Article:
Paying for Ads: Facebook

By December 30, 2014 December 3rd, 2016 Blog, Blogging, Facebook, Socialyfe

 

Facebook Advertisement | The Site VampThis is one part of a four-part series on various important aspects of paying for exposure on various social media platforms.

So, you’ve tried everything you can to get the word out about your business and no one except your Mom likes your page. Well, I have some news for you, you’re not alone. Facebook, like I have said numerous times before, is heavily crowded and extremely “noisy”. Your business is one out of billions. And with increasing regulations on advertisements being put into effect by Facebook, it is now harder than ever before to effectively get people to discover it. Many have said that organic (unpaid) advertising is a thing of the past. It might be. But that doesn’t mean that all advertising on Facebook is.

To some, paying for Facebook ads might seem desperate. Pointless. A waste of money. While it is a noisy atmosphere for the average user, the “paid” user has a slight advantage. To gather information about all of this, I tried creating an ad step by step through Facebook as a regular user without actually finalizing the process. The following is an account of my experience.

After searching for “facebook advertising” on Google, I clicked on the first link I saw. The link led me to a page about how Facebook advertising works. After reading through the four steps to effective advertising outlined on the page, I clicked “Create an Ad”. The link led me to a menu of different objectives for a tentative ad. The list includes such objectives as “boost your posts”, “promote your page”, or even “get people to claim your offer”. For the sake of simplicity, I chose “boost your posts”.

From here, you need to either choose a page that you are already an admin for. Hopefully before thinking about advertising you have already made a page for your business. After picking the page whose posts I will promote, I was prompted to either choose a past post by that page, or make a new one right there. I chose a past post.

After naming the campaign I have created, I got straight into the specifics of it all. First, I had to create an account with my country, currency, and time zone. Easy. While creating your ad, you get to specify who you want to target in your audience. This is much more involved than picking which friends to show your stuff to. Along with location options to choose, you can pick your desired audience’s age range, gender, languages, interests, and even behaviors. These aspects of your audience are very specific and entirely decided by the user, so telling you my audience specifics might not work for your particular campaign.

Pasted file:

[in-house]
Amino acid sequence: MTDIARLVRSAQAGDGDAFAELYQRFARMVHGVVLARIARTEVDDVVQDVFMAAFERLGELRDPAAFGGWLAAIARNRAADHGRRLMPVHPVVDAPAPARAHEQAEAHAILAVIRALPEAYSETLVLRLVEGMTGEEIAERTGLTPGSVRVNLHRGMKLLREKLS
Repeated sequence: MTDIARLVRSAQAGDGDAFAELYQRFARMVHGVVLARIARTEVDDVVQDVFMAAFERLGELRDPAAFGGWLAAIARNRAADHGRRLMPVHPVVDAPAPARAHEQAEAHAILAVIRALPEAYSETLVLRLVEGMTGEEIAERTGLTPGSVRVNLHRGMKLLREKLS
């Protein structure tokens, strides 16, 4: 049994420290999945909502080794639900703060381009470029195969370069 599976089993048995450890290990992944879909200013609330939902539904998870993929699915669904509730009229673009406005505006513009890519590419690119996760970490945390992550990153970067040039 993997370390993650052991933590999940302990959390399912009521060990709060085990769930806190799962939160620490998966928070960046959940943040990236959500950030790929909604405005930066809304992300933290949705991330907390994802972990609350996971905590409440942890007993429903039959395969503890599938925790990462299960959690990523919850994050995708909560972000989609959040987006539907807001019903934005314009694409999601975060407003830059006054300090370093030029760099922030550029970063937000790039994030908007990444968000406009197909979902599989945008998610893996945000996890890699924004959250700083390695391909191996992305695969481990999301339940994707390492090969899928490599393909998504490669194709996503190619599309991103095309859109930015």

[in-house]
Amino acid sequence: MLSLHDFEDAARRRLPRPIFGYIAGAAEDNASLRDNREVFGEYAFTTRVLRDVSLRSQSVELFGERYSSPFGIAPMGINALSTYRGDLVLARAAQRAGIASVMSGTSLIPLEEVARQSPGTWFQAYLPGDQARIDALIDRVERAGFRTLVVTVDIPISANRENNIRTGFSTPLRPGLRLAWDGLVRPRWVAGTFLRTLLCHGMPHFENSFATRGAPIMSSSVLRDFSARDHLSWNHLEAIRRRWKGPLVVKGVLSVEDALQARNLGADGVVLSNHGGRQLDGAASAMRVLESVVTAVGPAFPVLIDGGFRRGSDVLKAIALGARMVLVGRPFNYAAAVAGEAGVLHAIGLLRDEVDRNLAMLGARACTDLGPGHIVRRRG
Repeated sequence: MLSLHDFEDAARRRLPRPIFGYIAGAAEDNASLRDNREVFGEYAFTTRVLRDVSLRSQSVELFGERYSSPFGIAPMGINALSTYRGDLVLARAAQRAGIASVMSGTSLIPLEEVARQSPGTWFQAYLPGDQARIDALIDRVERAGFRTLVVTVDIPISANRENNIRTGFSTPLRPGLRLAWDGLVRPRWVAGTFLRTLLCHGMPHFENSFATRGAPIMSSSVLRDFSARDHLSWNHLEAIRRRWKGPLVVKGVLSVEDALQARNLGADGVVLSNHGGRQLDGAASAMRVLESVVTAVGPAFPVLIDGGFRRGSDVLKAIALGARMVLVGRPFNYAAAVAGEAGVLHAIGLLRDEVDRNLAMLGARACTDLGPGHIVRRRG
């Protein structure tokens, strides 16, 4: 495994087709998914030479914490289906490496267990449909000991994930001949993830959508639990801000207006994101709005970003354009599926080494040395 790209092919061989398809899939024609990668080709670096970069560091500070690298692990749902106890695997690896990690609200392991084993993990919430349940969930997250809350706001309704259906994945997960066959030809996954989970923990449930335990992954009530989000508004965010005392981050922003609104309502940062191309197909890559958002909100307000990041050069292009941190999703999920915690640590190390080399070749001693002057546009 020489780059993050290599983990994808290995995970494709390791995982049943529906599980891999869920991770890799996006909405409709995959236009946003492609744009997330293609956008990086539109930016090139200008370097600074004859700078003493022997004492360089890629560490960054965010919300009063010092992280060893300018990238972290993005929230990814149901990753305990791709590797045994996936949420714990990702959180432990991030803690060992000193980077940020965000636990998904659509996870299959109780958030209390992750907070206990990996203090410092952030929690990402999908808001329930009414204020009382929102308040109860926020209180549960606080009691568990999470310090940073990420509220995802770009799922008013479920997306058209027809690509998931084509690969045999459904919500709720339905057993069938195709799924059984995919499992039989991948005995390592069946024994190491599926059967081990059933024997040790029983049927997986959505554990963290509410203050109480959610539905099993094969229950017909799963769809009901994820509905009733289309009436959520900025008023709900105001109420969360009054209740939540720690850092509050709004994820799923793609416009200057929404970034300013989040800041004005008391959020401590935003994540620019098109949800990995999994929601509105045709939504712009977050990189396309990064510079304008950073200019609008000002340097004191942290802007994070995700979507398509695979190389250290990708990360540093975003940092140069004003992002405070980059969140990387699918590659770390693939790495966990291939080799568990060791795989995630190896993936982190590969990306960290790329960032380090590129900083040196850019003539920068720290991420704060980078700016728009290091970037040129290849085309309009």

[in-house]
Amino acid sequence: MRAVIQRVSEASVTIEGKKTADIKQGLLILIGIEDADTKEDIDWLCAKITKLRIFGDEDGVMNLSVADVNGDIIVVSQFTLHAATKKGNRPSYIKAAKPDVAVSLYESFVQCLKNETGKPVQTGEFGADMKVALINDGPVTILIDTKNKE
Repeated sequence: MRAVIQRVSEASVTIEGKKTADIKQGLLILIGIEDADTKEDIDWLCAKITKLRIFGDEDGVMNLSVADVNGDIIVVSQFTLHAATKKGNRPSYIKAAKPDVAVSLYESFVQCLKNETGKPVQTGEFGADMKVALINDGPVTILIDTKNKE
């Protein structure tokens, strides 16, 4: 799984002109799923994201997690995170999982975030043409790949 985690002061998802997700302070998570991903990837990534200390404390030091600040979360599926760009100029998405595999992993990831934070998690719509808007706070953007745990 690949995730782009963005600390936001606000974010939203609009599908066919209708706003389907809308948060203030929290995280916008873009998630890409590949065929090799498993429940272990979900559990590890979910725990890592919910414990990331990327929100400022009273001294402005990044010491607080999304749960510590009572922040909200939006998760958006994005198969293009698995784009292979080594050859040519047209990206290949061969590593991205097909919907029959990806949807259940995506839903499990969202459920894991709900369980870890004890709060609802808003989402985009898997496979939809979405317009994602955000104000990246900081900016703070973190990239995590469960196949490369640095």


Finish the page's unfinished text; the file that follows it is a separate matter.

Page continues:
Next, and most importantly, the payments. Facebook provides you with an estimated daily reach level based on how much and how often you plan to pay. Obviously, the more you pay the more people will be reached. It is nice, though, to have something that outlines what you might be getting into before actually getting into it. Along with outlining how much you will pay, you also outline how long your ad(s) will run. Either you can run it right now until further notice, or set a specific start and end date for them.
Last, the text and links of the ad. This essentially means that you decide where your ad will show up on user’s feeds. Available choices include the traditional desktop feed placement, mobile phone feed placement, or right column placement. You can pick one of them. Or you can pick all of them. The more you pick, them more it costs.

All in all, paying for advertisements on Facebook is a good idea in my opinion. More and more restrictions continue to be implemented for advertisements on Facebook, leaving room for only those who are willing to pay. The biggest advantage to Facebook’s approach to advertising is their flexible payment options. Leaving room to choose how much to pay is incredibly beneficial to users and admins. It allows for users to see the impact that a small advertising investment makes on their business before deciding to increase it. It is not a bad idea to at least try it. If it fails, no problem. End the campaign and pay what you decided. If it works, keep it up! Put more into it, take different approaches, or put up different content. The potential for success is huge, given that Facebook is still the most popular social media network in the world.

By: Alec England, Columnist, The Site Vamp

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